THE RECREATION OF A 19TH CENTURY WAREHOUSE PROPERTY IN NORTH LONDON FOR FUTURE HOMES.
Courtauld Road forms an existing warehouse which dates from the late 19th century. It is four storeys in height and was used for light industrial or manufacturing use until it became vacant about 10 years ago. Its structure comprises load bearing masonry walls with internal cast iron posts supporting beamed timber floors and a carpentered roof. The elevations incorporate large window openings which are formed using external brick arches and timber backing lintels.
Family Mosaic recently identified an opportunity to redevelop the building and convert it to residential use. Tully De’Ath were brought in to assess the viability of this proposal prior to a planning application being made.
As with all existing buildings where significant changes are proposed, it is important to gain a good understanding of how the existing building works – and its condition. This process helps identify the key engineering constraints that need to be considered and informs the engineering strategy of how the proposed conversion is to be carried out.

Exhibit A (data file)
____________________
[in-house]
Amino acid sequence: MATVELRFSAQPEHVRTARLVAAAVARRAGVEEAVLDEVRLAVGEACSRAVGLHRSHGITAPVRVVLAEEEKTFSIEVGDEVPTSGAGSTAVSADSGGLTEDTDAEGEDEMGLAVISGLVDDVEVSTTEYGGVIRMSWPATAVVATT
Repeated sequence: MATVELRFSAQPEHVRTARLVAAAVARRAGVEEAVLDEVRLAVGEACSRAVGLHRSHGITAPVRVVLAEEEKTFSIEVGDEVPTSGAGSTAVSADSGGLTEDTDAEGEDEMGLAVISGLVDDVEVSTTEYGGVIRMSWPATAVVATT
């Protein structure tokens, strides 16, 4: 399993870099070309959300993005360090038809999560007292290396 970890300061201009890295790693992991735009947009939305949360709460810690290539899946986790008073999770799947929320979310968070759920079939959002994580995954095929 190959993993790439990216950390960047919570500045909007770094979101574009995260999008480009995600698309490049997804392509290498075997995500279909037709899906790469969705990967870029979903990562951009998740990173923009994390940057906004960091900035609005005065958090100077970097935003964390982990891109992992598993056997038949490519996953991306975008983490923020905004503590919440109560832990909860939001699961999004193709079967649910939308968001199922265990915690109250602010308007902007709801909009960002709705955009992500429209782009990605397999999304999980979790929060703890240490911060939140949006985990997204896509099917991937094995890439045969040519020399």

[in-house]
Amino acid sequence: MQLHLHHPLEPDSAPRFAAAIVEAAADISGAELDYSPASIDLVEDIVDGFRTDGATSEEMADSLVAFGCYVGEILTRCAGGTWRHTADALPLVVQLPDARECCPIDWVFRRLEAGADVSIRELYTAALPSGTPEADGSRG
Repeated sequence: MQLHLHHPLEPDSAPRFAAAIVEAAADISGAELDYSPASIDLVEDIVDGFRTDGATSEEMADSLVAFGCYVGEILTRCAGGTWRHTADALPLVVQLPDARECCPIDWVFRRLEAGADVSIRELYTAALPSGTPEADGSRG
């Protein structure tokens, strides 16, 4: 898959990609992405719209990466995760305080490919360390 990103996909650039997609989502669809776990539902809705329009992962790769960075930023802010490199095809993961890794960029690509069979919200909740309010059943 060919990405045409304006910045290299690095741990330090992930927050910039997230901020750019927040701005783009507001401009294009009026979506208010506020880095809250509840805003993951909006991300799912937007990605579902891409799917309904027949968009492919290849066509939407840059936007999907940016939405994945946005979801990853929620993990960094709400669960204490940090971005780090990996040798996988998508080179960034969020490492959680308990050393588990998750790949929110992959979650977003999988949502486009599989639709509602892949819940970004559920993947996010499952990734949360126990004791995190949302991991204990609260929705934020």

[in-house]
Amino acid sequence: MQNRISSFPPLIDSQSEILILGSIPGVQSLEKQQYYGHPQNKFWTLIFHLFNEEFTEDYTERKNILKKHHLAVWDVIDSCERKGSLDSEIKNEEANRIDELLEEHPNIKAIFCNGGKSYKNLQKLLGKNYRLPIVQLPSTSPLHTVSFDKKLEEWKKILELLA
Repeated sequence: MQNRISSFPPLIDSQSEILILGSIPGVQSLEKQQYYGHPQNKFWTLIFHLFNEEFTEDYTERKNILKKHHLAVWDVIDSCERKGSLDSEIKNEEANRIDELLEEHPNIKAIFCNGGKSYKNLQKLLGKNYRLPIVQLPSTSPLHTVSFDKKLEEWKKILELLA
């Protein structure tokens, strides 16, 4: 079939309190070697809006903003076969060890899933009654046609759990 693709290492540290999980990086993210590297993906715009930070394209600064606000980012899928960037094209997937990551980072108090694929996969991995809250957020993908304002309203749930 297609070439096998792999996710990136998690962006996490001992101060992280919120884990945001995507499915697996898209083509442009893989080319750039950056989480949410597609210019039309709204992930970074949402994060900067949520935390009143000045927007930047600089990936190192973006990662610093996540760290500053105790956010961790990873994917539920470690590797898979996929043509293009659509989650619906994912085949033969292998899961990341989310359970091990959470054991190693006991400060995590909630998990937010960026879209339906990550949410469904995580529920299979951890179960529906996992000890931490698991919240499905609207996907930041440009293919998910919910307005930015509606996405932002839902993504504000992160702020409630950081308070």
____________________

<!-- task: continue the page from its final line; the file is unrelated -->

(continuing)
Our assessment followed these principles and involved site visits to view the structure and opening up works. This helped confirm details of how the structure worked and the sizes of the structural elements so that an assessment of the structural capacity of the building could be carried out. These visits also showed there were numerous issues affecting the condition of the structure.
The appraisal concluded that the building should respond well to the proposed conversion. Where alterations and repairs were required, they were designed to be compatible with the existing structure and to limit changes to existing load paths. This approach is consistent with good engineering and conservation practice and has been incorporated by Tully De’Ath in the construction details which have been developed and successfully installed on site.
By approaching the appraisal in a thorough way, Tully De’Ath were able to demonstrate significant parts of the existing fabric could be retained without significant repair or strengthening works. This sympathetic approach allowed the proposed redevelopment to be far more cost effective from an engineering point of view.